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Do Parents have obligations to ensure kids have comfortable life?

Updated: Oct 6, 2021

This week, we have a very interesting and controversial topic discussed by two fathers, James and Zong Jie – Are parents obliged to ensure their kids lead a comfortable life?

Some may argue that it is the parents’ responsibility since they choose to have kids, while others may say parents are obliged at least until the child step foot in the working world. The word ‘comfortable’ is subjective. According to James, comfort should be within your own means. If you’re earning more than $10,000 a month, you may have the privileges to spend more. However, this may backfire on them. A comfortable life may jeopardize their independence and financial welfare. The crux is to empower your kids to solve their own issues. It is also important to teach them the importance of savings at a young age for them to cultivate good money habits.

James uses the bottom Maslow’s Hierarchy of Needs as a guideline for the minimum provision parents should give, that includes food, clothing, housing, education etc. Afterall parents are adults with more knowledge, emotional and financial capabilities.

As a father of two, Zong Jie now puts himself into the shoes of his father. He admits he fall into the category of spending 2.5 times of his monthly income on his children than to set aside for his own nest egg. He is not alone. A survey conducted by AIA found that 60% of Singaporeans face uncertainty in the future by not making retirement planning a priority. Understanding the importance of a good education and what it is like to lead a stable or even better life than theirs, parents set out with good intentions to fund their children’s life. Sometimes, unknowingly at the expense of their golden years. No doubt, every parent would want the best for their children.

Then comes the question, whether should parents prioritize their retirement or children’s education first? It is not all or nothing. Rather, finding the middle ground or prioritizing what fits the current situation on hand.

Putting yourself first is not selfish or downright bad parents. Let’s use the analogy of the safety briefing in an aircraft. There is a reason why the air stewardess requires you to put on your own oxygen mask first before helping your child. This goes the same for retirement funds. Set aside money for your retirement nest first before focusing on your child’s savings plan. Once you are financially stable, you would be able to better help your kid when the need arises. The essential takeaway is to focus on yourself first.

The landscape of retirement planning has changed. James recalled that during his grandparents’ generation, it is about setting aside assets for the next generation. Today’s Gen Y, better known as Millennials, it is not passing down any burdens or debts to the next generation.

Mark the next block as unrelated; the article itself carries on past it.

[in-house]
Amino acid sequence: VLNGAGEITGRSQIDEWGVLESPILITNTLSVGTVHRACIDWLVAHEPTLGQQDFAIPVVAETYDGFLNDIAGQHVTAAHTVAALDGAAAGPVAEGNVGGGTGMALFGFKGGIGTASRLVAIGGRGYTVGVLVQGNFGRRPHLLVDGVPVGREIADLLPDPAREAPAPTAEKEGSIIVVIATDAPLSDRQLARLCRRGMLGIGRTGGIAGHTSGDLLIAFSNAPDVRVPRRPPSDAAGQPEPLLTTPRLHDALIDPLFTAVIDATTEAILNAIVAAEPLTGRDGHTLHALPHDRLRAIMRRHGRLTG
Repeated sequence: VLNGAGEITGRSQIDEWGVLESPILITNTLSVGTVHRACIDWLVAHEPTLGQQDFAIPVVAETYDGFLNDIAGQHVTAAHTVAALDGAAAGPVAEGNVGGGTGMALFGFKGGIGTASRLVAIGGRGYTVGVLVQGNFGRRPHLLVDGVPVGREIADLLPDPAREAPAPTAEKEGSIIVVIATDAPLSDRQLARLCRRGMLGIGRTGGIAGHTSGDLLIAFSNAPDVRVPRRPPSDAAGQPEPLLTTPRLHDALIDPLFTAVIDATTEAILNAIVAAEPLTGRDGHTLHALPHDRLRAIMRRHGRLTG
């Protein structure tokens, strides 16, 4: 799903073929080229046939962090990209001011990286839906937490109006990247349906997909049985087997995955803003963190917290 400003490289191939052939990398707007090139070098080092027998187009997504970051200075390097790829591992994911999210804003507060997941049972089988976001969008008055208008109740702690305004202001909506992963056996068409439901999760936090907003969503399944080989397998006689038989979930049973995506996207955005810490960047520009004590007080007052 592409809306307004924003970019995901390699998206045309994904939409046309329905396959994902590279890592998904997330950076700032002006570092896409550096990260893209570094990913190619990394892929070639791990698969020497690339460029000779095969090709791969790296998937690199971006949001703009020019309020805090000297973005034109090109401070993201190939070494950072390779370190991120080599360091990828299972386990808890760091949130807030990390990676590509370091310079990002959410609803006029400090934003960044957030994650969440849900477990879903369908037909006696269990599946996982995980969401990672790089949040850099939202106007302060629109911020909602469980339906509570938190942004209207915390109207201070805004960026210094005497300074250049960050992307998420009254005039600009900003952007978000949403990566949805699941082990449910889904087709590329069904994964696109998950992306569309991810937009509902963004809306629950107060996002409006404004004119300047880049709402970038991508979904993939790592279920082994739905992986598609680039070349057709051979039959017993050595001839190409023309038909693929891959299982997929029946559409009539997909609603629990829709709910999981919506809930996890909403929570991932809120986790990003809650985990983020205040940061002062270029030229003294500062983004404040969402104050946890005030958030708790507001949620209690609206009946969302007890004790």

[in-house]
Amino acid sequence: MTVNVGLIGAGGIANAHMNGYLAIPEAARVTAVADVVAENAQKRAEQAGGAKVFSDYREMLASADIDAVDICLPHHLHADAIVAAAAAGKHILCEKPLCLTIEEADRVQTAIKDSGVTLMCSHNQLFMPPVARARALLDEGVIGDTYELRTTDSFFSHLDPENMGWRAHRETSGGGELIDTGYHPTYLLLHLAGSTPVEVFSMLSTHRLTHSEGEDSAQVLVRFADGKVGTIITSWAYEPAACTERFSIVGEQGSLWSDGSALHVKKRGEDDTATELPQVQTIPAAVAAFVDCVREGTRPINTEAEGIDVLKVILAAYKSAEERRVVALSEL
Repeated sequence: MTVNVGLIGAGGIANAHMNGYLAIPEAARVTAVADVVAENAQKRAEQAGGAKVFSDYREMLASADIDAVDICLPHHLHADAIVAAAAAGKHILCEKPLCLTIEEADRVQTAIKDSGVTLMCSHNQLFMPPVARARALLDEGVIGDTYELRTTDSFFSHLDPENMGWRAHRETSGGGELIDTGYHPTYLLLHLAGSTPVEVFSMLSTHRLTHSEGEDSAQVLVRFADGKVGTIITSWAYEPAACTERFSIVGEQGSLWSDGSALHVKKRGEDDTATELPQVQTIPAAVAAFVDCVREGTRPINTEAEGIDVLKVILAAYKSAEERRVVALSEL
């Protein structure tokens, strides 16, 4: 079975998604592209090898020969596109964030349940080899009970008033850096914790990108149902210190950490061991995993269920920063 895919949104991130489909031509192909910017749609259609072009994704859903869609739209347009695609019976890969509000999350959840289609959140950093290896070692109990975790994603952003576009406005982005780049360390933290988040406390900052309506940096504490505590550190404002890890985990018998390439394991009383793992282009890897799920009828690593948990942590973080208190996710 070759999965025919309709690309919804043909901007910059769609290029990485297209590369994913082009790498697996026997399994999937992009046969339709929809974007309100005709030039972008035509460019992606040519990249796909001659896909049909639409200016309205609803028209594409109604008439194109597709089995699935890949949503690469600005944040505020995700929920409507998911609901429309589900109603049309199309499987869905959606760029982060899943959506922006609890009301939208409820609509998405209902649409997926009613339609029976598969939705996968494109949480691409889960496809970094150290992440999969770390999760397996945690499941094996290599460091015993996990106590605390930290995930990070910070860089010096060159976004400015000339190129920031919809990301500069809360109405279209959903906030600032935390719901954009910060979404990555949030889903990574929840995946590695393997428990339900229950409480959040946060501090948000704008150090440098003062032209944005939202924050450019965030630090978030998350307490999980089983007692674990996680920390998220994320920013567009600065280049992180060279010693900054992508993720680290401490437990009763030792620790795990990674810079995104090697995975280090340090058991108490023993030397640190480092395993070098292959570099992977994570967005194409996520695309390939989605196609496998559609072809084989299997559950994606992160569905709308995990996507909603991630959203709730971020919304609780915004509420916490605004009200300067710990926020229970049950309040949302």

It is understandable that parents’ have this sense of duty to want to do everything to ensure that their child succeed or lead a comfortable life. But parents also need to trust that their kids would have the resilience to tie through adversities in life. The income earned in today’s world is higher than our parents’ time. It is a fact that education fees and housing prices soared tremendously over the years, bearing in mind that it will continue to rise in years to come. Government bodies are drafting and revising policies, subsidies, loans, and grants to support most life decision. Housing grants, baby bonus, working mother’s child relief to list a few. However, there are not a lot of options in the retirement scheme. Reality is, we each have our own set of financial needs to face.

That is not to say as a family you should not be going or enjoying holiday trips. Do it with proper financial planning and goals. Covid-19 has saved us a lot on travel expenses but divert this ‘savings’ on staycations and attractions within the nation. If you have not make full use of your Singapore Rediscovery Vouchers, here’s a shoutout to visit the River Safari for the adorable cub before the year ends.

Holistic planning requires planning to be taken from the broader perspective. Zong Jie suggest using 10-15% of your income for an income protection insurance. This protection can offset you 5-10 years of your annual income. As a rough gauge, 30% of your income should go into protection and personal savings. The figure can be tweaked accordingly. Will and Lasting Power of Attorney (LPA) is another segment to consider. Plans change according to situations and environment. One can never be too early to start.

Think about it, when you are adequately covered in retirement and protection planning, in time to come it put less pressure and burden on your kids to shoulder the responsibility if something happen.

Disclaimer: The information is meant purely for informational purposes and should not be relied upon as financial advice.

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